Autism Interview#192: Jeff Snyder on Self-Advocacy

Jeff was born on March 27, 1989 in Providence, RI and has lived his entire life in Seekonk, MA. He was diagnosed with Autism in 1990, and ever since then, he has achieved multiple successes in his life in areas of education, long-term employment, independent living, and speaking/panel engagements. This week Jeff shared some of his experiences as a self advocate.

*Disclaimer from Jeff: I am not a medical professional. This content is not intended to be a substitute for professional medical advice, diagnosis, or treatment. Always seek the advice of your health care provider.

Your website says that you first became aware of your autism diagnosis when someone came to your home to interview you about it. What was that like? Was it explained as something positive, negative, or neutral?

In October 1998, Nick News with Linda Ellerbee came to my house and interviewed me as a subject for a story that they were doing on autism. Up until that time, I didn’t even know I was on the autism spectrum, but I knew that I was different than my peers and fellow classmates at school.

What are some ways you’ve been misunderstood by others?

For one thing, I tend to think differently than most people, particularly on social media. Sometimes when I am talking to someone, they will see things differently about me than what I think they are supposed to. It’s also a two-way street on my end because I tend to not understand certain social boundaries of others. It’s something that I have been working on and will continue to work on going forward.

How have you/do you self-advocate in the workplace?

Well, one of the things I do is give workplace-related presentations on this issue. In fact, my keynote presentation is called “The Man Behind the Curtain” which talks about not only growing up neurodiverse, but also how I managed to find and hold onto a job that allows me to do what I do as an advocate as well as to live a well balanced life.

What do you wish more neurotypical people understood about autism?

I wish that neurotypicals understand that we neurodiverse individuals want to be accepted and included for who we are as people. The problem I believe with neurotypical society is that they don’t always share our views of the world around us, and that is a shame.  

What do you think is crucial to helping raise kids with positive views about autism and their Autistic identity?

I would have to say strong family support as well as strong educational support. When I was in the Seekonk Public School system from 1994-2007, I had a very strong support system that gave me the necessary accommodations and allowed me to grow and thrive as a student. As a result, upon my graduation in 2007, I became the first neurodiverse student in the town of Seekonk to have completed an entire education without coming from other towns or school districts.

What other Autistic self-advocates do you support/admire/recommend?

There are plenty of self-advocates to choose from in the field, but if you want my recommendation, I would probably look at Mark Fleming, a friend and colleague of mine from Tampa, FL who owns and operates a gym called Equally Fit which caters towards neurodiverse and disabled individuals to help them live a healthy lifestyle. I also work closely with David Sharif, another self-advocate and public speaker based in New York City that does a lot of travel. We are both moderators for the Global Autism Project’s Mighty Networks Platform called “Autism Knows No Borders.” Finally, there is also Michelle Vinokurov, a paraprofessional on the autism spectrum formerly of New Jersey that is now living in Sarasota, FL, whom I also work closely with in advocating for special education students. We actually created an IEP presentation that we look to present virtually in May 2022.  If you want to follow her on social media, Michelle’s user name is ‘Exceptional Shell.’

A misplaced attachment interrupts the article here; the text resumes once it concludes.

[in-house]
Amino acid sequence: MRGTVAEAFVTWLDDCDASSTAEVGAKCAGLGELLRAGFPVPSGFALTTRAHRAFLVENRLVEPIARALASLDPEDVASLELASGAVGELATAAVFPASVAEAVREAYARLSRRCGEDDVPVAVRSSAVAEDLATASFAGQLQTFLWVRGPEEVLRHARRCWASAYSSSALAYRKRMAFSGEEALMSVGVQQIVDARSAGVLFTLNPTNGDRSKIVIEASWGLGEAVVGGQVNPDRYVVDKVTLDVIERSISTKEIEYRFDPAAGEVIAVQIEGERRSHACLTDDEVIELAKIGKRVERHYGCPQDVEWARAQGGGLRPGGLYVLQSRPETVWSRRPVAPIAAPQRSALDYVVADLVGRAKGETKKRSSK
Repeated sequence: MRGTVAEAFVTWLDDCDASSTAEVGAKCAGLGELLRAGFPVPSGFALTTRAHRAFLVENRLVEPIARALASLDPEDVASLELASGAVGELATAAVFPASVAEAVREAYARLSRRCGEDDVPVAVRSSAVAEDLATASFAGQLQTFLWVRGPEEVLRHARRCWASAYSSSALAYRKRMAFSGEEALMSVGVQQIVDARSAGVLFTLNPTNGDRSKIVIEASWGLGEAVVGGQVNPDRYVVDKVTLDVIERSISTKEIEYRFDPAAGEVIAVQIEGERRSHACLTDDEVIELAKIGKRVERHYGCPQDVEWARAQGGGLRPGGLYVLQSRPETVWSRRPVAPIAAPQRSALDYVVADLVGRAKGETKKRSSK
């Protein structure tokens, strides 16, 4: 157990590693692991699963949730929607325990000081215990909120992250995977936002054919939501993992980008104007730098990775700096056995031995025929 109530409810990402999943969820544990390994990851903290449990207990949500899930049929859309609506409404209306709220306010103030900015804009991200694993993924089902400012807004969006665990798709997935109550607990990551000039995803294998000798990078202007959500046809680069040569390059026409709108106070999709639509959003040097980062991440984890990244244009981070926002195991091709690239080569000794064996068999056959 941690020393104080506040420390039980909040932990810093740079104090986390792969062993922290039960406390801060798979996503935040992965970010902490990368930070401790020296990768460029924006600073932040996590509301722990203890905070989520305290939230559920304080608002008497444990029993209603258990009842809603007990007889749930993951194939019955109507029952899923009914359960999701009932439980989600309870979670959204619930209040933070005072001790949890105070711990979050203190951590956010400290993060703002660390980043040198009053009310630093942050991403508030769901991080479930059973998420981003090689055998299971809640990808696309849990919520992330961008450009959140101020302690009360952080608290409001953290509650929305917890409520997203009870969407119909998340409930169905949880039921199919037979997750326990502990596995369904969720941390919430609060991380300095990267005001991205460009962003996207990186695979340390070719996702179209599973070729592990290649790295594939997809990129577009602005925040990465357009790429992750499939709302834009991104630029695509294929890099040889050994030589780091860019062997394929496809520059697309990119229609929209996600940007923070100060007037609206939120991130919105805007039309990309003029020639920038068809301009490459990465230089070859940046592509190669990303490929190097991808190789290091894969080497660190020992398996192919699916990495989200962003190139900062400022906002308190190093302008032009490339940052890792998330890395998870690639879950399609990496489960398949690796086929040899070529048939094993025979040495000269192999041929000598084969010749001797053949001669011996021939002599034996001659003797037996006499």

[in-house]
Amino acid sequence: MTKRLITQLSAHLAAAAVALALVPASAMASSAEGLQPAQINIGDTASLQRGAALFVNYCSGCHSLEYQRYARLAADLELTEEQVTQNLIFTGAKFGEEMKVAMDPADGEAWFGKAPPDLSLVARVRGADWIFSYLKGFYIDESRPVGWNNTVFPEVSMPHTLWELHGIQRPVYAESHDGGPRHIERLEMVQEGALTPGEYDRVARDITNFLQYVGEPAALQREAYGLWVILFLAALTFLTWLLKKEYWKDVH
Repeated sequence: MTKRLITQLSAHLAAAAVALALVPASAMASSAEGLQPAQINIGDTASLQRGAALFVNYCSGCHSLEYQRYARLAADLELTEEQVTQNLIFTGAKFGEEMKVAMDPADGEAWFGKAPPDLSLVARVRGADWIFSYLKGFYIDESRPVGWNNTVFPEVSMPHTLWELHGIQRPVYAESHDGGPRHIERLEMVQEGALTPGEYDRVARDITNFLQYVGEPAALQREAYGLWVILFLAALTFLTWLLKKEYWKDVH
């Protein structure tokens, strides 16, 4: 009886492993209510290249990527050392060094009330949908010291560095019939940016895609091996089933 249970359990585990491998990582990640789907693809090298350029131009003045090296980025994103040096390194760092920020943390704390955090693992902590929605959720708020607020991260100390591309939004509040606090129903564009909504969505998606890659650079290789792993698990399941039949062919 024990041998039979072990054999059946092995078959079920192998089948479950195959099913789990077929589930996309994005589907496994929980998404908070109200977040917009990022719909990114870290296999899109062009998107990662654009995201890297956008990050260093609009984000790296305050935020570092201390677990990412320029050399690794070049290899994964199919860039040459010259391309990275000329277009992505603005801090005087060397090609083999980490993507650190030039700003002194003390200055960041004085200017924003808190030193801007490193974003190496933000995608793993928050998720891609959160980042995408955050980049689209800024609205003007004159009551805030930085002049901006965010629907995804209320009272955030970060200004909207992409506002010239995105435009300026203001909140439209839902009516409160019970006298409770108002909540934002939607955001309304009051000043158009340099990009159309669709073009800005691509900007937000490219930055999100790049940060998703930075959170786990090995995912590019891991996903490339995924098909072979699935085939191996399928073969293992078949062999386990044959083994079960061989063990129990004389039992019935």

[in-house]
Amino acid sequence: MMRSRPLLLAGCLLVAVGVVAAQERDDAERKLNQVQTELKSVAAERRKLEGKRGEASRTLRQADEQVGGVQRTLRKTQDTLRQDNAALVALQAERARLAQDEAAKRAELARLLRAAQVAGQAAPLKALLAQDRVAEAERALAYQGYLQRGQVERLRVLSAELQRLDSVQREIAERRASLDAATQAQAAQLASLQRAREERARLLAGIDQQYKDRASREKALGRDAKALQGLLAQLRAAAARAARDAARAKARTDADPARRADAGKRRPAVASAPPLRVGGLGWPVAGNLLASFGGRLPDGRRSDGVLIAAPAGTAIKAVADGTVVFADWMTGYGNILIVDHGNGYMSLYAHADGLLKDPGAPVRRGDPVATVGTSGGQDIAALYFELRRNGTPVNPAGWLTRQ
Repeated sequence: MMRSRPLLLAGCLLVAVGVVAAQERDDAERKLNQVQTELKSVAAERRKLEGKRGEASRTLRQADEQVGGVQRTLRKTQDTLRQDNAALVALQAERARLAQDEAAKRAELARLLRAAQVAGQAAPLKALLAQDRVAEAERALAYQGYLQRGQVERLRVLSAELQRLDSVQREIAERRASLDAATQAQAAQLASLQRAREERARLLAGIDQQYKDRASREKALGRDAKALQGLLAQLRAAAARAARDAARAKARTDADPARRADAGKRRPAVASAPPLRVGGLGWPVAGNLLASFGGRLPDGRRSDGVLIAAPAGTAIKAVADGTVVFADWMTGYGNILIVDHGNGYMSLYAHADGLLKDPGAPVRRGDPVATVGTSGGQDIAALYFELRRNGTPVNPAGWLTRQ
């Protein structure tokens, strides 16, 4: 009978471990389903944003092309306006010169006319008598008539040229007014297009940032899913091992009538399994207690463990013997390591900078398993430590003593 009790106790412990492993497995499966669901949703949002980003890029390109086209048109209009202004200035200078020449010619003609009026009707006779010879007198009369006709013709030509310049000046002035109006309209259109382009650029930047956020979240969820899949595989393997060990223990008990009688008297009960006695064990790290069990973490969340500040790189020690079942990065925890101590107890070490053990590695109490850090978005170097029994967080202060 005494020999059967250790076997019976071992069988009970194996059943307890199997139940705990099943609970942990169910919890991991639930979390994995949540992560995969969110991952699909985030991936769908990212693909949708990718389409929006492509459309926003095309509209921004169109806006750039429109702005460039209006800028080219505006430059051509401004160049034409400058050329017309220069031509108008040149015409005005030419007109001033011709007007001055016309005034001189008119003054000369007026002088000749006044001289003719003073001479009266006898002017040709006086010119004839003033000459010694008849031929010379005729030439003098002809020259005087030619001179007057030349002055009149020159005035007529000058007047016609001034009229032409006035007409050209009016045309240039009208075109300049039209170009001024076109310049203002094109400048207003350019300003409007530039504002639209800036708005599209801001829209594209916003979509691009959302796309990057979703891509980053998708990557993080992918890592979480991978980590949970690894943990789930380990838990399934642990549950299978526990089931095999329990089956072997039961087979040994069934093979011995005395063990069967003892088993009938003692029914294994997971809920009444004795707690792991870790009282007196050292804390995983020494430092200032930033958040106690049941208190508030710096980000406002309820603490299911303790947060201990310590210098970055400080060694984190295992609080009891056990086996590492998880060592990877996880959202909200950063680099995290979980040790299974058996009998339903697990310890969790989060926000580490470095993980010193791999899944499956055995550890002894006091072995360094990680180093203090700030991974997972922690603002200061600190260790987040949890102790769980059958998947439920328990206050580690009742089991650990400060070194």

Is there anything you’d like to discuss that I didn’t ask?

In addition to my website, I am also a contributor to the book “This is Autism” by Jessica Leichtweisz and Aidan Allman-Cooper that is available on Amazon.com for $19.97 along with Michelle Vinokurov, whom I discussed in the previous question. If you know of anyone who would like me, Michelle, or anyone who contributed to the book to sign a copy at a future in-person event, please let one of us know, and we would all be happy to sign their copy.

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3 Comments

  1. Pingback: Interviews Related to Autism and Neurodiversity – Jeff Snyder, Autism/Neurodiversity Self-Advocate and Public Speaker

  2. Wilfredo Rodriguez

    Reply

    My grandson is autistic and I am sadden to say that the specialize programs he was enrolled in failed him miserably. The 2 programs were “ASD Horizon” and “ASD NEST” Fortunately in his recent IEP meeting he was recommended for a private school. In the other programs he was frequently placed in a different classroom and also placed in the principals office where my grandson became even more aggressive and had constant meltdowns. Since he is a HF autistic child he always advocated for himself but he was always misunderstood by the so called professionals. I would receive frequent calls to come pick up my grandson from school and also threaten with the police if we did not pick him up. They could not and did not know how to de’escalate the situation at hand. It was terrible! Hopefully he will be placed in a better school that know how to relate to autistic children.

  3. Salvador

    Reply

    Hi Wilfredo, so sorry to hear this. Which school did your grandson go to that had Nest program if you don’t mind me asking?

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